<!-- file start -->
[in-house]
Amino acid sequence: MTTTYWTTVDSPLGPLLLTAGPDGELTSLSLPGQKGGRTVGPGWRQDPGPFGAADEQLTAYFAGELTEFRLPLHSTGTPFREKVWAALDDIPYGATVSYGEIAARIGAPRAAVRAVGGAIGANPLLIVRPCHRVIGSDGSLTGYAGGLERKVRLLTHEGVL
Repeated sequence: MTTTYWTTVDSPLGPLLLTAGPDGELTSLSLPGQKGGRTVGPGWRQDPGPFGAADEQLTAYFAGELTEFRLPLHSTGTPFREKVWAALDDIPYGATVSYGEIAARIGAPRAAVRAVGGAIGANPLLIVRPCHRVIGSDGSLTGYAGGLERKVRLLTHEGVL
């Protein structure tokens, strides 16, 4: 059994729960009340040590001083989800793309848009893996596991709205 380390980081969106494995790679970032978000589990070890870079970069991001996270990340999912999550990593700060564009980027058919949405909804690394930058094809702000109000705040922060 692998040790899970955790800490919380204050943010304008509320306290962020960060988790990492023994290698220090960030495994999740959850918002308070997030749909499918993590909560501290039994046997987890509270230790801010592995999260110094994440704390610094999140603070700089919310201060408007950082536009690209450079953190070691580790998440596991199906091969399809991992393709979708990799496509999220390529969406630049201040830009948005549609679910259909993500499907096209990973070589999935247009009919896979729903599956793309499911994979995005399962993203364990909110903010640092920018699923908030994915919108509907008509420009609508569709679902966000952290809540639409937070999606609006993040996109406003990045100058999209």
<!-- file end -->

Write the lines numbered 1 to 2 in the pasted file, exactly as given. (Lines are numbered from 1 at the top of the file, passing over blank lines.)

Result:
[in-house]
Amino acid sequence: MTTTYWTTVDSPLGPLLLTAGPDGELTSLSLPGQKGGRTVGPGWRQDPGPFGAADEQLTAYFAGELTEFRLPLHSTGTPFREKVWAALDDIPYGATVSYGEIAARIGAPRAAVRAVGGAIGANPLLIVRPCHRVIGSDGSLTGYAGGLERKVRLLTHEGVL